109 is hottest day ever in Nashville; other cities also swelter

109 is hottest day ever in Nashville; other cities also swelter

NASHVILLE - Nashville set an all-time record with a high temperature Friday of 109, breaking the old record by 2 degrees.

Sam Herron of the National Weather Service said the mark reached at 3:14 p.m. shattered the previous standard of 107 on July 27-28, 1952. It was the hottest temperature in Nashville in 141 years of record keeping.

Highs elsewhere in Tennessee Friday also set or tied records. The 106 in Chattanooga tied the all-time record for the city set back on July 28, 1952. Knoxville set a record for the date with 102, breaking the old standard of 101 in 1936. In the Tri-Cities, the high hit 102, tying the all-time record set on July 29, 1952.

Friday's high of 103 in Memphis broke the record for the date, eclipsing the 101 set in 1988.

More record-breaking daily temperatures are expected across Tennessee through the weekend and into Independence Day as torrid heat maintains its grip on the state.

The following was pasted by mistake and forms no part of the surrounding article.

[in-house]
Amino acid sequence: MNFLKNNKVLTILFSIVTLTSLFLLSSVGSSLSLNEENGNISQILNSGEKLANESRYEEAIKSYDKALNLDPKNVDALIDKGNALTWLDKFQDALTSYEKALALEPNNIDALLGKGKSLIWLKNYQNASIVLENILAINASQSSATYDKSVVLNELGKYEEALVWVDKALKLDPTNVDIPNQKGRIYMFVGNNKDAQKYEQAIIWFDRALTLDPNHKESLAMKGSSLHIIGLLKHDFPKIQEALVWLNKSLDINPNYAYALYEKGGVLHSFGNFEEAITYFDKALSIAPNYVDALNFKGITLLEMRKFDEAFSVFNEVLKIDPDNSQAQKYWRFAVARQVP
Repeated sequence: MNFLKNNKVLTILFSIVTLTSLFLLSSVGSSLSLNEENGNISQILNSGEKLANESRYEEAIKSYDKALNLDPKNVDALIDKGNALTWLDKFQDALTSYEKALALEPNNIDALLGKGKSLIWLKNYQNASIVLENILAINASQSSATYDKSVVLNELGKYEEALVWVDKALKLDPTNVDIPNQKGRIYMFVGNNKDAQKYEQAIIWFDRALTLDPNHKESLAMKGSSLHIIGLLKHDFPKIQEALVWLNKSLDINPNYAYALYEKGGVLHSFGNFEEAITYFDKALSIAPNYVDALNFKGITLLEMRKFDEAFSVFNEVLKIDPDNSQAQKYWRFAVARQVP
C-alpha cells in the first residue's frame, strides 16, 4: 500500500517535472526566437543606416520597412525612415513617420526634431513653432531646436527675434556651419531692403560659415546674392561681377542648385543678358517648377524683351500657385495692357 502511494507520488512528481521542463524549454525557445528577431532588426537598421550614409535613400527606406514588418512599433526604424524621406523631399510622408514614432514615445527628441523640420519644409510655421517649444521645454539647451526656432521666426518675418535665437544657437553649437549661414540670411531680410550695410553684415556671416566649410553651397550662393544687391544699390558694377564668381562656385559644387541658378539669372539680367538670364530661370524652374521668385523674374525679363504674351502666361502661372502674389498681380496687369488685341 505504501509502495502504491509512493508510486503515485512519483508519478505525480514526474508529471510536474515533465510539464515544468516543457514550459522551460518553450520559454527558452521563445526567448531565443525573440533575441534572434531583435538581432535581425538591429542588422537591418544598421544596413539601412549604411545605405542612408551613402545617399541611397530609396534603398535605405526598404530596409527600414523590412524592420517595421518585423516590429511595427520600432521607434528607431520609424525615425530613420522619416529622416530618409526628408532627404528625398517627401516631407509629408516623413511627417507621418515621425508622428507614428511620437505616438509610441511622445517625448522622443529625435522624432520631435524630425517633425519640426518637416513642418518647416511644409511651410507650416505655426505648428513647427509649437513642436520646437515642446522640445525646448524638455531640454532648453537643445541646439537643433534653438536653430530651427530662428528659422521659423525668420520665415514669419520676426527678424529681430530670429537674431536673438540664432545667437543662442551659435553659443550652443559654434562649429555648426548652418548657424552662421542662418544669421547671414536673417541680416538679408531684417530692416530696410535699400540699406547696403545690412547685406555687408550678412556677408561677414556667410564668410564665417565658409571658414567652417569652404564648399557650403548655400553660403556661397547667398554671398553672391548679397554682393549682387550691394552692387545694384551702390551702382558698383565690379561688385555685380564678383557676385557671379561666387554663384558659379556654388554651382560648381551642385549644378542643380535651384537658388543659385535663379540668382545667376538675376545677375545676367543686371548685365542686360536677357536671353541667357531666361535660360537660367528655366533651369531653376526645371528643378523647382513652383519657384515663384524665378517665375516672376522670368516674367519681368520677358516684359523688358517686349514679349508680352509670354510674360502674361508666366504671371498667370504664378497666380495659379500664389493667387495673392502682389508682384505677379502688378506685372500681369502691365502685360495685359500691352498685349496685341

It also is extremely dry across the state. The Tennessee State Parks on Friday issued a temporary ban on back country campfires in all state parks. It joined several other burning bans in various parts of the state.

In Nashville, one bright factor was the humidity: a bearable level around 20%.

Copyright 2012 The Associated Press. All rights reserved. This material may not be published, broadcast, rewritten or redistributed.

Powered by WorldNow
All content © Copyright 2000 - 2014 WorldNow and WATE. All Rights Reserved.
For more information on this site, please read our Privacy Policy and Terms of Service.